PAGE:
Another key piece of Solana DeFi infrastructure originally built by FTX is the Sollet wallet, which featured a bridge to allow non-Solana based assets like BTC and ETH to be used on Solana’s chain and DeFi protocols. Sollet’s bridge was officially deprecated in October 2021, to be replaced by the Wormhole V2 bridge built by Certus One (who was later acquired by Jump). But at the time of the FTX collapse in November 2022, millions of dollars worth of bridged assets still existed on Sollet, and took a huge hit.
Now, Wormhole is the primary bridge on Solana, not only in name but also in practice. The Wormhole bridge was built by Certus One, who was later acquired by Jump. In its current state, the bridge is largely decentralized and not overly dependent on Jump: It will continue operating as long as the 19 guardians continue to operate. The documentation explains that “Verifiable Action Approvals (VAAs) are the key piece of data in the Wormhole ecosystem … The VAAs are signed by the Guardians and need 13/19 signatures to be considered authentic.”
Away from the Sollet bridge and onto the Wormhole bridge is a positive development for Solana. Jump is heavily invested in the success of Wormhole, but the bridge’s operation is not dependent on the survival of Jump in the same way that the Sollet bridge was dependent on FTX.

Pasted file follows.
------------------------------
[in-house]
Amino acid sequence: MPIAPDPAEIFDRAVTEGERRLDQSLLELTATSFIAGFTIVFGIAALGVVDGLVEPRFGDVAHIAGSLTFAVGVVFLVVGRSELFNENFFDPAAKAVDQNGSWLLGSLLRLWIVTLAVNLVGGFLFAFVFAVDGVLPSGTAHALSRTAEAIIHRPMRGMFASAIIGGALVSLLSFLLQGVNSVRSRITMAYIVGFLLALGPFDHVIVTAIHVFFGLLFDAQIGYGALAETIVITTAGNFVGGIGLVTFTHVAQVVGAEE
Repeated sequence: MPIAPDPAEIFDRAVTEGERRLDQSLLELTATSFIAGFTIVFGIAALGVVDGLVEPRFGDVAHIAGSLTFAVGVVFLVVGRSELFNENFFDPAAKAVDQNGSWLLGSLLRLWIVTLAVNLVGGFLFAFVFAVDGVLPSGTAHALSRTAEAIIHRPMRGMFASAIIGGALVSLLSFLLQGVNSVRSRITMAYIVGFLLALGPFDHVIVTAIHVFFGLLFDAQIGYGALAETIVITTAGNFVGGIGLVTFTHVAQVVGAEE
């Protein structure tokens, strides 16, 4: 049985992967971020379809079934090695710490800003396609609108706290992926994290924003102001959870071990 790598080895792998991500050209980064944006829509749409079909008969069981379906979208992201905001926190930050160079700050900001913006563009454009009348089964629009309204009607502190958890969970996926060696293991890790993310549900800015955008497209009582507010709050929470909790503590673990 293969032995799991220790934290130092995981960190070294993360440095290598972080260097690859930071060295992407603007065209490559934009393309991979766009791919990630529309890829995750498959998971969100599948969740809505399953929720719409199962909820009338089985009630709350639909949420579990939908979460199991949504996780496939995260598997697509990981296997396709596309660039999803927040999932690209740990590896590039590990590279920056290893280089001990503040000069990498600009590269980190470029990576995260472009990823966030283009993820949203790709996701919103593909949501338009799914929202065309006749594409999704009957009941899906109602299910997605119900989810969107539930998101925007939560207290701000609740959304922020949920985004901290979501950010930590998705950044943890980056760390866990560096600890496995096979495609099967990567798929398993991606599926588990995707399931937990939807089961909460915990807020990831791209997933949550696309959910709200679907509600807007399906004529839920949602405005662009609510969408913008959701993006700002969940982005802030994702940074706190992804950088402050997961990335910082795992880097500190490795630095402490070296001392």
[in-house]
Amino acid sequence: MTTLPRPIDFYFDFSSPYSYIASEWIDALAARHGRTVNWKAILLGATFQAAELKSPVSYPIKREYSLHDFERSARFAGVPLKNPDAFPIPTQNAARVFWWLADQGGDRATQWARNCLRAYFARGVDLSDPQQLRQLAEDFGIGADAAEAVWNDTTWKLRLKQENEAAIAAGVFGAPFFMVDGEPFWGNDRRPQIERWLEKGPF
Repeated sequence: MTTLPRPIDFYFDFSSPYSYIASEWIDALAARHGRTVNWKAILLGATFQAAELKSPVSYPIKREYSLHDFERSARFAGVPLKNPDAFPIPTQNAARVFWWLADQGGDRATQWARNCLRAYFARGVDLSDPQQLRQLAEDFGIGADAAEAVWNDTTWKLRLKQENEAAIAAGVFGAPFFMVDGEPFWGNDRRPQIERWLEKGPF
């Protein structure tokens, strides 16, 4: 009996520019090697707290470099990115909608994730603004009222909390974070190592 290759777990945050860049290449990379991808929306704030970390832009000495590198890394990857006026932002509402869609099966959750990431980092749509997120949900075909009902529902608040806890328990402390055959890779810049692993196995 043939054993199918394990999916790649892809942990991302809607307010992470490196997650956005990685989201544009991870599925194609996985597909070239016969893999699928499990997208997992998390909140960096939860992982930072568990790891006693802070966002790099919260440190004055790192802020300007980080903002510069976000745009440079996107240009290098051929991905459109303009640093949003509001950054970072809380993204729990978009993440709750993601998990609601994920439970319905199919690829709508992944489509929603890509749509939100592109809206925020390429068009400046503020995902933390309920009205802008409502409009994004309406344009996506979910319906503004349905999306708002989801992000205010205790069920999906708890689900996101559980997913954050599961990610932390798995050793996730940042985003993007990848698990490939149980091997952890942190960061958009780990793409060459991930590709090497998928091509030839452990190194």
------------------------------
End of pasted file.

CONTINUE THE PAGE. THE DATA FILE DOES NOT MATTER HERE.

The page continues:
Solana blockchain’s development independent of Solana Labs
As the price of SOL fell from $30 to $15 following the FTX collapse, the Solana community asked what this meant for Solana Labs and the Solana Foundation. In an effort to reassure that community, Solana founder Anatoly tweeted that Solana Labs has over 30 months of runway left, but this raised more alarm. Solana Foundation Head of Communications Austin Federa walked back the comment, stating that Solana Labs has “much more” than 30 months of runway, and the Solana Foundation has over $100m in cash, so there should be no cause for concern.
What is concerning is that the continued development of Solana’s blockchain is still largely dependent on Solana Labs. This has given the advantage of speed, with new updates to the Solana validator client released every week or two. But over time, the continued development of Solana’s blockchain will have to become less reliant on Solana Labs and accept more contributions from community contributors and other teams.
There are other teams working on validator clients for Solana: Jito’s MEV-focused client is live, although it’s a fork of the Solana Labs client. More notable is Jump Trading’s Firedancer, a completely new Solana validator client being built from scratch. Once Firedancer is completed, Solana will become the only blockchain besides Ethereum to have multiple validator clients built from the ground-up by separate teams. But what about the ability for independent developers to contribute to Solana clients?